The price of an AI-based system varies depending on the number of subsystems that a company chooses to implement. For example, if an enterprise needs a chatbot it can be as low as $15,000 depending on the complexity of the system. A subscription underwriting system for a SaaS platform can be purchased for only $1,000-$5,000 a month depending on the number of loan requests.

Myth #4: Risk Experts Don’t Need AI

The world is witnessing the biggest man-machine collaboration in history. The fear that AI will become smarter than humans and replace them is exaggerated in pop culture. Though some jobs will inevitably disappear, the remaining risk experts will find their work more fulfilling and stimulating than ever. It’s important to remember that AI is not the expert; it’s a tool for helping experts.

The benefits of AI for risk officers and data analysts.

  1. AI saves thousands of hours of manual processing, which means humans no longer need to perform tedious, repetitive tasks.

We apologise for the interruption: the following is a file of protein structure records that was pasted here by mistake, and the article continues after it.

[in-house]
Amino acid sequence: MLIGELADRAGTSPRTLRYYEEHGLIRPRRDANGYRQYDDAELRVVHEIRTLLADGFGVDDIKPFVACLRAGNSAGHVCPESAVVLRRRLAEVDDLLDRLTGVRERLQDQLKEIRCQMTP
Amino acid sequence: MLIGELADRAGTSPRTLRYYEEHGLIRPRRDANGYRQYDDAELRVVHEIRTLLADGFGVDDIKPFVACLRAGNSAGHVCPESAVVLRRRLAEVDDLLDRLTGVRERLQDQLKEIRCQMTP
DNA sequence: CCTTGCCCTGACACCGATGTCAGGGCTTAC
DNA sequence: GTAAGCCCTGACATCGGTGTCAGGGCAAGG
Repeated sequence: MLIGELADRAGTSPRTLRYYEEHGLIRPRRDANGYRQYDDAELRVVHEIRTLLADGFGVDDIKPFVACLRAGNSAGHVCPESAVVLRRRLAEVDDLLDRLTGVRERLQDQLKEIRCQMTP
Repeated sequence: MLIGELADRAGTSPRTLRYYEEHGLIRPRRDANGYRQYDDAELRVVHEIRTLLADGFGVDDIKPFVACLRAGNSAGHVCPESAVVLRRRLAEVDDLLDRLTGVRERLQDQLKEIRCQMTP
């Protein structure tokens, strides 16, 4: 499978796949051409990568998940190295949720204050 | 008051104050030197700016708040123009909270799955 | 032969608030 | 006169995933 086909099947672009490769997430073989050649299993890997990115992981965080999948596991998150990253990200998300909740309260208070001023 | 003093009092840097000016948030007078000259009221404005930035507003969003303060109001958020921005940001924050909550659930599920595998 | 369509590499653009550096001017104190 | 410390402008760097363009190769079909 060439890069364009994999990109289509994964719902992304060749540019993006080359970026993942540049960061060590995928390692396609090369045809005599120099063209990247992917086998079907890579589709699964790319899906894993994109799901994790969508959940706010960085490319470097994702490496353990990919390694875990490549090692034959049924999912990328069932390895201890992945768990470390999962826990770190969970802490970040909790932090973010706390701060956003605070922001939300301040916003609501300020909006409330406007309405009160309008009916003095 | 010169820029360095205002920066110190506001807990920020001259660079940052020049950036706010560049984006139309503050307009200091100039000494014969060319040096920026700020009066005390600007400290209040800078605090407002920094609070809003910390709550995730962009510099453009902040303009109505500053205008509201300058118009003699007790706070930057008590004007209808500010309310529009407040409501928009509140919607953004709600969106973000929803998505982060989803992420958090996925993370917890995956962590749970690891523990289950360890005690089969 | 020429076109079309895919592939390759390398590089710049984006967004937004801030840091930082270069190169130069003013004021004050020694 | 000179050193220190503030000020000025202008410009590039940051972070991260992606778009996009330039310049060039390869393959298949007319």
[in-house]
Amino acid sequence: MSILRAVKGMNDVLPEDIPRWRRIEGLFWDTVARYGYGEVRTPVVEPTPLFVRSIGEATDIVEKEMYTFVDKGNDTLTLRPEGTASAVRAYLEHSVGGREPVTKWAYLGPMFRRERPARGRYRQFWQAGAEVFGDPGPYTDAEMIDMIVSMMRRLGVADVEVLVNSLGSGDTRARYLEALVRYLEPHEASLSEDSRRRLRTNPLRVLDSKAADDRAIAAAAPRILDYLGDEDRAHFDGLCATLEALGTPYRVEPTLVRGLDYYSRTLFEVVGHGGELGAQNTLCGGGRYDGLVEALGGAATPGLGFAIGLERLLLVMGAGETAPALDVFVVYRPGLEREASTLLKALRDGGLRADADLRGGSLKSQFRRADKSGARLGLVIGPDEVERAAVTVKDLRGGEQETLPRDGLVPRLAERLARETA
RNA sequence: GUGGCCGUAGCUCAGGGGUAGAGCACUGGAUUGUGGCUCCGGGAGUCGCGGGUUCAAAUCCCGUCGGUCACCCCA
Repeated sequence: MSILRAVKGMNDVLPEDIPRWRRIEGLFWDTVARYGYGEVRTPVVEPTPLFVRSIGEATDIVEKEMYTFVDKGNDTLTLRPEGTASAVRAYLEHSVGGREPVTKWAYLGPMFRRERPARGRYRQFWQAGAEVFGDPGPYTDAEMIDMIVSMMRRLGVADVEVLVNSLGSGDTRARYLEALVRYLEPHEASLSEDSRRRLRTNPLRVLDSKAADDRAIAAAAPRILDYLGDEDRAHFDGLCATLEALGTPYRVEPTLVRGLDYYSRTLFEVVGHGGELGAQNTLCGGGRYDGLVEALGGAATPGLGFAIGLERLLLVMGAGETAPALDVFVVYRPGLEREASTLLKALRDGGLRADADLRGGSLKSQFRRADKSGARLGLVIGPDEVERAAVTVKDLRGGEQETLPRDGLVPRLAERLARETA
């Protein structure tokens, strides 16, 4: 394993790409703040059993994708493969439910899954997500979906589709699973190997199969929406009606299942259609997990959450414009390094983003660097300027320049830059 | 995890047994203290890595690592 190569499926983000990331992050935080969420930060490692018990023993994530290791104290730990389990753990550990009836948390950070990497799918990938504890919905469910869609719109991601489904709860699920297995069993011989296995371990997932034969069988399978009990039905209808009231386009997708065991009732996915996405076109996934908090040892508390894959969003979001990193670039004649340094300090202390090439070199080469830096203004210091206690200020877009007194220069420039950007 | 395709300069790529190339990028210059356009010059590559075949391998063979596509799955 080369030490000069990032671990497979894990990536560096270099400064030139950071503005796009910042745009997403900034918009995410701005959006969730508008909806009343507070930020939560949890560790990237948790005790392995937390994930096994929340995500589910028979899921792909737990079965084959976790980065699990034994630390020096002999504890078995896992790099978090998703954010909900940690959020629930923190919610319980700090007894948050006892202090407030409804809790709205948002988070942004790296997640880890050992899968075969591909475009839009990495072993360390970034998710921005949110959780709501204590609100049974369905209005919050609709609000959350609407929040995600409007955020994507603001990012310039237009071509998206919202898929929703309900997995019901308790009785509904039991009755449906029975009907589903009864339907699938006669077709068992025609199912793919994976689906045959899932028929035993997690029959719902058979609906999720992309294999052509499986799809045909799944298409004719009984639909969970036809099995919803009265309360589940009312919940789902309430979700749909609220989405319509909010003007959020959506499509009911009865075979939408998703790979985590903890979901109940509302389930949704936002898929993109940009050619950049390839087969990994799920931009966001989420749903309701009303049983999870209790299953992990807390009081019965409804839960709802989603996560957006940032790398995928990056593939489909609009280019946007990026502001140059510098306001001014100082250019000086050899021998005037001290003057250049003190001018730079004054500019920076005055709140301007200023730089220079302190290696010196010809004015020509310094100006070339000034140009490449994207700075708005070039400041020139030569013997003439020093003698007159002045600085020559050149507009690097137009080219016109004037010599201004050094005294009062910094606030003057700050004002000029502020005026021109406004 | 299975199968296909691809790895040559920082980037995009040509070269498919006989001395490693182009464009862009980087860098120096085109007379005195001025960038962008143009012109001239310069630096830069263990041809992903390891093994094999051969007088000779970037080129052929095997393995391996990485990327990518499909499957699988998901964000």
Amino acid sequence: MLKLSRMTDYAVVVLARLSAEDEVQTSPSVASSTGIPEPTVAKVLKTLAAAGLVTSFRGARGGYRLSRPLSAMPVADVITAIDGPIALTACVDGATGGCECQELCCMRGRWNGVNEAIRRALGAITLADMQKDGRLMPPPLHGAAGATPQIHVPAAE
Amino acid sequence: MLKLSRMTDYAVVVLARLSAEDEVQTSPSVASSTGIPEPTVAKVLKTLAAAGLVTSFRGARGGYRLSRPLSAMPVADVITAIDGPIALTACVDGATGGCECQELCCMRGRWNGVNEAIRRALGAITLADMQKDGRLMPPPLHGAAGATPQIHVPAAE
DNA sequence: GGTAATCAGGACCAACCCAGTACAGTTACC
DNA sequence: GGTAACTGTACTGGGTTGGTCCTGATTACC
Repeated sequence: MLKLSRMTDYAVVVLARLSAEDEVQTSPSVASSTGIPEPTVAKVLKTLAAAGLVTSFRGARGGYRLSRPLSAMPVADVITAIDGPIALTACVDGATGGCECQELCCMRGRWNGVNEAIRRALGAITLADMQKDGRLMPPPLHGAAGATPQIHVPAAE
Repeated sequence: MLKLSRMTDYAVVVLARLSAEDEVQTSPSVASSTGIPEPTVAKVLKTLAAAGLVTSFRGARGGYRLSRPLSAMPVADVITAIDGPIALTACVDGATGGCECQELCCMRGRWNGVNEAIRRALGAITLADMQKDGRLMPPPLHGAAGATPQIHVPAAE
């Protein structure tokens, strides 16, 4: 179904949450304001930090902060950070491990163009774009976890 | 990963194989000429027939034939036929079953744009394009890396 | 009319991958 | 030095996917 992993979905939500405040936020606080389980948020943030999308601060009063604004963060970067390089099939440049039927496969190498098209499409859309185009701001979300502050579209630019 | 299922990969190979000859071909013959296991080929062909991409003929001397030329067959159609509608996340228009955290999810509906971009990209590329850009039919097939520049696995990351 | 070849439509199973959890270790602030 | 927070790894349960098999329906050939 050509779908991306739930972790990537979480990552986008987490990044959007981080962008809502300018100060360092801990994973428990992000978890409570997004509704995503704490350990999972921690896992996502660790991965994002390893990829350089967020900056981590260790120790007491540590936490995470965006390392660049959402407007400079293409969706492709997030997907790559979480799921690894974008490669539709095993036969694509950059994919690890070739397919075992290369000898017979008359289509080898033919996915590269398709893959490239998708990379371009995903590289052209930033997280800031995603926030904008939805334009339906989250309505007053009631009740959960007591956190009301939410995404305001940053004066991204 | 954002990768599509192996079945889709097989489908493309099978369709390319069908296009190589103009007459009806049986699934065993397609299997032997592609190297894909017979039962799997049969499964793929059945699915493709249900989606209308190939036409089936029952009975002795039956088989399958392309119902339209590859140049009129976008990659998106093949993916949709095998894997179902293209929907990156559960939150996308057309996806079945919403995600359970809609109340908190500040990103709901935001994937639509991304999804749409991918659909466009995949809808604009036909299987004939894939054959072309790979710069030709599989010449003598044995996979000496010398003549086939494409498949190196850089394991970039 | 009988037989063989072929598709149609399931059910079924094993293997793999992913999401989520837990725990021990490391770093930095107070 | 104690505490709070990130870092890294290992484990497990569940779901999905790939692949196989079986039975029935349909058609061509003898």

2. At the enterprise level, AI means enhanced automation of administrative tasks, reduction of the overall workload, and a decrease in operational costs and labor.
  3. AI leads to better performance for risk experts. AI unlocks the ability to exploit hidden dependencies that are otherwise very difficult for humans to find on their own.

The purpose of AI is to provide a fast and secure backbone for risk management. But without experts, it’s nothing. It’s humans who train machines to perform tasks: Humans who understand the outcomes of those tasks, and humans who sustain the responsible use of machines for the benefit of other humans.

Redesign Risk Management

To get the most value from AI, companies must first discover and describe an operational area that can be improved. It might be a high churn rate, a balky credit scoring process, or half-powered historical data usage. AI can help to surface previously invisible problems and reduce current challenges.

Let’s not forget that issuing good loans is not just for enriching banks and lending institutions. Issuing loans helps recipients pursue their interests and enrich their lives. Risk officers have a duty to use all the tools at their disposal to this end, for the benefit of both parties.

Author:

Natalie Pavlovskaya is the chief marketing officer at HES (HiEnd Systems), a fintech company behind comprehensive lending and credit scoring solutions. She is a marketing executive with international business experience in CIS, EMEA, and US, working for more than seven years in digital marketing.